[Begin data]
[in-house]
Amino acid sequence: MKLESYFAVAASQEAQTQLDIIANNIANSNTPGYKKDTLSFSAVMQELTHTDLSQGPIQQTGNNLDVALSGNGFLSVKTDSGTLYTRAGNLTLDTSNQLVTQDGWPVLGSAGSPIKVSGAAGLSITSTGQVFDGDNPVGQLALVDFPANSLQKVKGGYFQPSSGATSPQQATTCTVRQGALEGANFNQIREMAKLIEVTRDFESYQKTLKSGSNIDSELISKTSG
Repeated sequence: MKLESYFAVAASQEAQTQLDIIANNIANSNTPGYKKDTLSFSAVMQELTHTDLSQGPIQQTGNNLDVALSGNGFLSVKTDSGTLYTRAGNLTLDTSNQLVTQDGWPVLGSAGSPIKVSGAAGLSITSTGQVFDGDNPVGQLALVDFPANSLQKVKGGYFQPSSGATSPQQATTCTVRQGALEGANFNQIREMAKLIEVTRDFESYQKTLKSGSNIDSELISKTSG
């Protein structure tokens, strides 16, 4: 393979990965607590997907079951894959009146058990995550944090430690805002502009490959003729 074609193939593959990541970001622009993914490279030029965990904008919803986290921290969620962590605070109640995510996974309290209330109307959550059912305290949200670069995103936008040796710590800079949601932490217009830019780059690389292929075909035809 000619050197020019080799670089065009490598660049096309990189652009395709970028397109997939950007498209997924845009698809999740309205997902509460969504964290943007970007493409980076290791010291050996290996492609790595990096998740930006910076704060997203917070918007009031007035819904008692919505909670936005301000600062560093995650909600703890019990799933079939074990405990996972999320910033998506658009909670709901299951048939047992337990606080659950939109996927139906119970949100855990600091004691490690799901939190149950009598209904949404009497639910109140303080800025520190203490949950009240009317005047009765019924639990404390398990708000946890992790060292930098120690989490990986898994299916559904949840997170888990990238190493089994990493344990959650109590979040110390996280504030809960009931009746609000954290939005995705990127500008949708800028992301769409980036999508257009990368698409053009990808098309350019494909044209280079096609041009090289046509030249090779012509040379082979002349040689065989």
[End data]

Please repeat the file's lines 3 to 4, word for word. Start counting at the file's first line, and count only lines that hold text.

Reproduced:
Repeated sequence: MKLESYFAVAASQEAQTQLDIIANNIANSNTPGYKKDTLSFSAVMQELTHTDLSQGPIQQTGNNLDVALSGNGFLSVKTDSGTLYTRAGNLTLDTSNQLVTQDGWPVLGSAGSPIKVSGAAGLSITSTGQVFDGDNPVGQLALVDFPANSLQKVKGGYFQPSSGATSPQQATTCTVRQGALEGANFNQIREMAKLIEVTRDFESYQKTLKSGSNIDSELISKTSG
């Protein structure tokens, strides 16, 4: 393979990965607590997907079951894959009146058990995550944090430690805002502009490959003729 074609193939593959990541970001622009993914490279030029965990904008919803986290921290969620962590605070109640995510996974309290209330109307959550059912305290949200670069995103936008040796710590800079949601932490217009830019780059690389292929075909035809 000619050197020019080799670089065009490598660049096309990189652009395709970028397109997939950007498209997924845009698809999740309205997902509460969504964290943007970007493409980076290791010291050996290996492609790595990096998740930006910076704060997203917070918007009031007035819904008692919505909670936005301000600062560093995650909600703890019990799933079939074990405990996972999320910033998506658009909670709901299951048939047992337990606080659950939109996927139906119970949100855990600091004691490690799901939190149950009598209904949404009497639910109140303080800025520190203490949950009240009317005047009765019924639990404390398990708000946890992790060292930098120690989490990986898994299916559904949840997170888990990238190493089994990493344990959650109590979040110390996280504030809960009931009746609000954290939005995705990127500008949708800028992301769409980036999508257009990368698409053009990808098309350019494909044209280079096609041009090289046509030249090779012509040379082979002349040689065989």